Jean-Claude Mas, whose breast implant firm Poly Implant Prothese (PIP) has sparked an international health scandal by using substandard silicone, was arrested on Thursday and could be charged with manslaughter, a French police source told Reuters.

He was arrested at around 7 a.m. (6 a.m. British time) at his home in southern France and police searched the premises. He will be held for 48 hours while investigators decide whether to charge him with involuntary manslaughter and causing injury.

A second PIP executive, former chief financial officer Claude Couty, was also arrested under an investigation that was opened in the southern port city of Marseille, close to PIP's former premises, on December 8.

The probe followed the death from cancer in 2010 of a woman with PIP implants, although health authorities in France and elsewhere have stressed the is no proven link to cancer from the PIP implants.

Lawyers for women who have filed complaints over their implants hailed the arrest as excellent news.

This is a comfort for the victims, said Laurent Gaudon, whose clients accuse PIP and surgeons who used its implants of fraud. It's the feeling that justice is advancing and they have not been forgotten. It's the assurance that the guilty are at last going to be held accountable.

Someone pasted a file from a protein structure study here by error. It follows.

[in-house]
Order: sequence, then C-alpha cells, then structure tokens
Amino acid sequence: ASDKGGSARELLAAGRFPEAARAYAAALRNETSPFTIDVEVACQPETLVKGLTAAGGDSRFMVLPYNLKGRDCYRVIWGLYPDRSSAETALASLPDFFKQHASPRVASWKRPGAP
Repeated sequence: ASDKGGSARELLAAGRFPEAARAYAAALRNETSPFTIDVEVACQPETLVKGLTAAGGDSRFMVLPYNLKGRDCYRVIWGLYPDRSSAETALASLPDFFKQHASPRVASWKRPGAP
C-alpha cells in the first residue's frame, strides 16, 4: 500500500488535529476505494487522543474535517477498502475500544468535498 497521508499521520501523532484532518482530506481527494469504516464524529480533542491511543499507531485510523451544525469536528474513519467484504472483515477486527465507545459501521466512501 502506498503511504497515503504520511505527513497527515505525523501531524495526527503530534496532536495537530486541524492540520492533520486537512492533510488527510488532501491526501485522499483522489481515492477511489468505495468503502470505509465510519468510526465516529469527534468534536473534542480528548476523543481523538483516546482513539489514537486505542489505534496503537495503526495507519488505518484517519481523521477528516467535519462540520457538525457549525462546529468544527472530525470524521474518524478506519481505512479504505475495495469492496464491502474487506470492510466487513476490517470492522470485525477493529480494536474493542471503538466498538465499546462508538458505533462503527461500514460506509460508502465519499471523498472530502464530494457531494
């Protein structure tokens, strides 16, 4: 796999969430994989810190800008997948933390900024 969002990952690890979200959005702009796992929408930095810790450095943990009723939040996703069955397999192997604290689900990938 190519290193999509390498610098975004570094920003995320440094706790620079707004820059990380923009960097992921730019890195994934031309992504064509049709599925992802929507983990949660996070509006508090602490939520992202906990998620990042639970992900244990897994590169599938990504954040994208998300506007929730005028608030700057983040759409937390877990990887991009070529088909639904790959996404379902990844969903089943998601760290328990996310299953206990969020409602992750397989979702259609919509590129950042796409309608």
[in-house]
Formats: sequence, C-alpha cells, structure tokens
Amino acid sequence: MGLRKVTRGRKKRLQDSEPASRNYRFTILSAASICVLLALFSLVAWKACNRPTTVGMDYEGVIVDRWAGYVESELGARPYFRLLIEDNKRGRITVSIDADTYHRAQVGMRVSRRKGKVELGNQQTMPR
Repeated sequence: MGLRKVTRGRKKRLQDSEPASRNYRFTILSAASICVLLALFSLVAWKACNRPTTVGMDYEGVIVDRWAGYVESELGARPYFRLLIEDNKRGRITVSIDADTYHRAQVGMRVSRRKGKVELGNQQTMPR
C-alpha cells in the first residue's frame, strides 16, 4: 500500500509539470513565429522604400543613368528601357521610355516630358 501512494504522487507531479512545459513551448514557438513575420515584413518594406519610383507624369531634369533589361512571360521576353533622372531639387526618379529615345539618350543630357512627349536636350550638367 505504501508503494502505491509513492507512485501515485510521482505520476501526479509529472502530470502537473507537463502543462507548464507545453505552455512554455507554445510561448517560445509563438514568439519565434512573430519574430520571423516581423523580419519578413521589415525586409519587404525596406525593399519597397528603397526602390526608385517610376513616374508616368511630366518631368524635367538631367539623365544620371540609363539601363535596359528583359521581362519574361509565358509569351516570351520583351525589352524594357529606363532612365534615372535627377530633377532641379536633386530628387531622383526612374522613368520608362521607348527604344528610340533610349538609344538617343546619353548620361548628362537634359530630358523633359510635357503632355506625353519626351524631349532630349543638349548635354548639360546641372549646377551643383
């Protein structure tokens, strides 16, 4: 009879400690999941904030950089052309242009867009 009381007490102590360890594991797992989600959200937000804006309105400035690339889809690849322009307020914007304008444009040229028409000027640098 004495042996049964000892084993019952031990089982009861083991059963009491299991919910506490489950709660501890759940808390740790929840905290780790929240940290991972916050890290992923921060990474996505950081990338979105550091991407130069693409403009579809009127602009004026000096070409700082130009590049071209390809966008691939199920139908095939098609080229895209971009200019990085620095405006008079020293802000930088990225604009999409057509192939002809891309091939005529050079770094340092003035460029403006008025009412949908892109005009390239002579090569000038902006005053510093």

Philippe Courtois, who represents a group of 1,300 people with PIP implants, said it was vital Mas was not allowed to flee justice. A degree of provisionary detention is desirable, he said.

Mas, who sold some 300,000 implants around the world, has acknowledged that he had used unapproved silicone but dismissed fears that it constituted a health risk.

Earlier in January, leaks from a police document showing that Mas admitted to wilfully lying about the poor quality of PIP's implants and said women filing complaints were just seeking money sparked a furious response in France.

PIP closed down in March 2010 after regulators discovered it was using a non-medical grade silicone, and in December 2011 the French government advised women with PIP implants to have them removed, sparking alarm around the world.

Around 2,700 women in France have filed complaints against Mas, and governments in several other countries such as Britain and Brazil have asked women to visit their doctors for checks.

France has called for tighter European Union regulations on medical devices in wake of the PIP health scare, saying suppliers should be made to carry the same sort of authorisation as suppliers of prescription medicine.

Several PIP managers were already due to appear in court in Marseille in October this year following a prior investigation into fraud and deceptive business practices by the company, once the world's third-largest global seller of breast implants.

(Reporting by Jean-Francois Rosnoblet; Writing by Catherine Bremer; Edited by Richard Meares)